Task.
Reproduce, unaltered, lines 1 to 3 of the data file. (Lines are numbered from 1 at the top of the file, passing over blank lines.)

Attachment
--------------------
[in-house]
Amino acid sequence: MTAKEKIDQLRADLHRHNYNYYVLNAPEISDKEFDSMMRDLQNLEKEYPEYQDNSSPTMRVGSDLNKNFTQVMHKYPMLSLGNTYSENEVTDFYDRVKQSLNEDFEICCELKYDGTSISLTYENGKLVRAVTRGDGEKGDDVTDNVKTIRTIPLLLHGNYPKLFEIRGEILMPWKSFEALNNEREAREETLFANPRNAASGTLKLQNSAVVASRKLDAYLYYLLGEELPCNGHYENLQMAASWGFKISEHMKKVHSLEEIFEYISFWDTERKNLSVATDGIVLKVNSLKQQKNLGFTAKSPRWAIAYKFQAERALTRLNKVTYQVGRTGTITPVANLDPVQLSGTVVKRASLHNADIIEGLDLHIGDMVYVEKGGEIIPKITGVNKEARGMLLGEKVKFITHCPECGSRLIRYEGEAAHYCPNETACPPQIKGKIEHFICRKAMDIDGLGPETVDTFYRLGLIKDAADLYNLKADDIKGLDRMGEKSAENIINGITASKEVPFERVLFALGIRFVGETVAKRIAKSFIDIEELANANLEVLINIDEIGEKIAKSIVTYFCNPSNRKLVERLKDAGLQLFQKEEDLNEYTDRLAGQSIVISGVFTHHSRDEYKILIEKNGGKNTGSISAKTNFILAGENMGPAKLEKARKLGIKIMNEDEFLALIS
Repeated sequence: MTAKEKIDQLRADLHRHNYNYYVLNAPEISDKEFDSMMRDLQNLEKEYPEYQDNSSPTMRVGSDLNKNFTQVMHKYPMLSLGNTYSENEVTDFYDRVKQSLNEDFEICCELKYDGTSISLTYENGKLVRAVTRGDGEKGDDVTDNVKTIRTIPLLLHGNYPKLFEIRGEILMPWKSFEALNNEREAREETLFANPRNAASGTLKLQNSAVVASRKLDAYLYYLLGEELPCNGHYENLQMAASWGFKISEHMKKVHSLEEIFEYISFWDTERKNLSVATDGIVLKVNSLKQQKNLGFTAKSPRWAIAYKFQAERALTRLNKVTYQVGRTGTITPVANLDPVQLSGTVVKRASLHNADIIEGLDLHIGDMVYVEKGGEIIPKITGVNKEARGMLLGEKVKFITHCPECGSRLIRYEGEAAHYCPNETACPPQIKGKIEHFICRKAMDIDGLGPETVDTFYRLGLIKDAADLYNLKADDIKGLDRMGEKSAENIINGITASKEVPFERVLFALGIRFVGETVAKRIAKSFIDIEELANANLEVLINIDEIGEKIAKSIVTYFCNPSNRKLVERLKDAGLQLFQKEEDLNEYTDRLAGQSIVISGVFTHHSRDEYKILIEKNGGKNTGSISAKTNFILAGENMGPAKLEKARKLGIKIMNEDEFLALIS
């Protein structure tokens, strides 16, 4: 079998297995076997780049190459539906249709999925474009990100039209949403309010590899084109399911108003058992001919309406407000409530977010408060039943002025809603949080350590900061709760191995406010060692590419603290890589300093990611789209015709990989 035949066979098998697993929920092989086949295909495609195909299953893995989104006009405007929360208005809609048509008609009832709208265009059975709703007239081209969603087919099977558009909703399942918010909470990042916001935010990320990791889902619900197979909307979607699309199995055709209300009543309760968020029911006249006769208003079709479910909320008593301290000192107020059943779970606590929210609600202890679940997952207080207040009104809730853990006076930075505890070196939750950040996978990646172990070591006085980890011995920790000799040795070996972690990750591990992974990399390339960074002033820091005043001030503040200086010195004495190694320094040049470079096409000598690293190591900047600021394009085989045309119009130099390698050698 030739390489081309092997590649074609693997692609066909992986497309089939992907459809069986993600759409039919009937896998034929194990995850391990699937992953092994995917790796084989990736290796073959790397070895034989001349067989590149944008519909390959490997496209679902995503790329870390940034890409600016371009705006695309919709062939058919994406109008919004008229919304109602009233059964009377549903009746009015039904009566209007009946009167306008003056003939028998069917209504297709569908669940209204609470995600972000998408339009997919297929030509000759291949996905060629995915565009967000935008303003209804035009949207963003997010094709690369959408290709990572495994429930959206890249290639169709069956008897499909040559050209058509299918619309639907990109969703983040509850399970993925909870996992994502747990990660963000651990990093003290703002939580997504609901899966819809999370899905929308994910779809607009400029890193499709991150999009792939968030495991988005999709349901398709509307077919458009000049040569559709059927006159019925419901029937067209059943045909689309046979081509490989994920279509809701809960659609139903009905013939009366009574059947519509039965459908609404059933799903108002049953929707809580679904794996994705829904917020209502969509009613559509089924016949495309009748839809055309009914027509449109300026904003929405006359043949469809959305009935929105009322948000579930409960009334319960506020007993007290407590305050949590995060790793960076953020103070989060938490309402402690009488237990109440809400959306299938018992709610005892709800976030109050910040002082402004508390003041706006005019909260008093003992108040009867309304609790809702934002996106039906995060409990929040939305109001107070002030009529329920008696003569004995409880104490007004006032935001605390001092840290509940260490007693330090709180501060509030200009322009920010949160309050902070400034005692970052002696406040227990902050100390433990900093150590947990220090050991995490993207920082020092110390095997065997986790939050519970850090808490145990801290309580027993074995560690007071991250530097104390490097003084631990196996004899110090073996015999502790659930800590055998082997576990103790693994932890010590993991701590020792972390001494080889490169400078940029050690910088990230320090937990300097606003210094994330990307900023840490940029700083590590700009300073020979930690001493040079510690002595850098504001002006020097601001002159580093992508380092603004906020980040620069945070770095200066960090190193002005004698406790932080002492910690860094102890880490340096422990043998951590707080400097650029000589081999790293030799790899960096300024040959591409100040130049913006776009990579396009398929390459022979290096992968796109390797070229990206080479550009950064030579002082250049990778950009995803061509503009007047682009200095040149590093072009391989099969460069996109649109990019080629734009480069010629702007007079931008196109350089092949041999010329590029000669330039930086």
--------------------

[in-house]
Amino acid sequence: MTAKEKIDQLRADLHRHNYNYYVLNAPEISDKEFDSMMRDLQNLEKEYPEYQDNSSPTMRVGSDLNKNFTQVMHKYPMLSLGNTYSENEVTDFYDRVKQSLNEDFEICCELKYDGTSISLTYENGKLVRAVTRGDGEKGDDVTDNVKTIRTIPLLLHGNYPKLFEIRGEILMPWKSFEALNNEREAREETLFANPRNAASGTLKLQNSAVVASRKLDAYLYYLLGEELPCNGHYENLQMAASWGFKISEHMKKVHSLEEIFEYISFWDTERKNLSVATDGIVLKVNSLKQQKNLGFTAKSPRWAIAYKFQAERALTRLNKVTYQVGRTGTITPVANLDPVQLSGTVVKRASLHNADIIEGLDLHIGDMVYVEKGGEIIPKITGVNKEARGMLLGEKVKFITHCPECGSRLIRYEGEAAHYCPNETACPPQIKGKIEHFICRKAMDIDGLGPETVDTFYRLGLIKDAADLYNLKADDIKGLDRMGEKSAENIINGITASKEVPFERVLFALGIRFVGETVAKRIAKSFIDIEELANANLEVLINIDEIGEKIAKSIVTYFCNPSNRKLVERLKDAGLQLFQKEEDLNEYTDRLAGQSIVISGVFTHHSRDEYKILIEKNGGKNTGSISAKTNFILAGENMGPAKLEKARKLGIKIMNEDEFLALIS
Repeated sequence: MTAKEKIDQLRADLHRHNYNYYVLNAPEISDKEFDSMMRDLQNLEKEYPEYQDNSSPTMRVGSDLNKNFTQVMHKYPMLSLGNTYSENEVTDFYDRVKQSLNEDFEICCELKYDGTSISLTYENGKLVRAVTRGDGEKGDDVTDNVKTIRTIPLLLHGNYPKLFEIRGEILMPWKSFEALNNEREAREETLFANPRNAASGTLKLQNSAVVASRKLDAYLYYLLGEELPCNGHYENLQMAASWGFKISEHMKKVHSLEEIFEYISFWDTERKNLSVATDGIVLKVNSLKQQKNLGFTAKSPRWAIAYKFQAERALTRLNKVTYQVGRTGTITPVANLDPVQLSGTVVKRASLHNADIIEGLDLHIGDMVYVEKGGEIIPKITGVNKEARGMLLGEKVKFITHCPECGSRLIRYEGEAAHYCPNETACPPQIKGKIEHFICRKAMDIDGLGPETVDTFYRLGLIKDAADLYNLKADDIKGLDRMGEKSAENIINGITASKEVPFERVLFALGIRFVGETVAKRIAKSFIDIEELANANLEVLINIDEIGEKIAKSIVTYFCNPSNRKLVERLKDAGLQLFQKEEDLNEYTDRLAGQSIVISGVFTHHSRDEYKILIEKNGGKNTGSISAKTNFILAGENMGPAKLEKARKLGIKIMNEDEFLALIS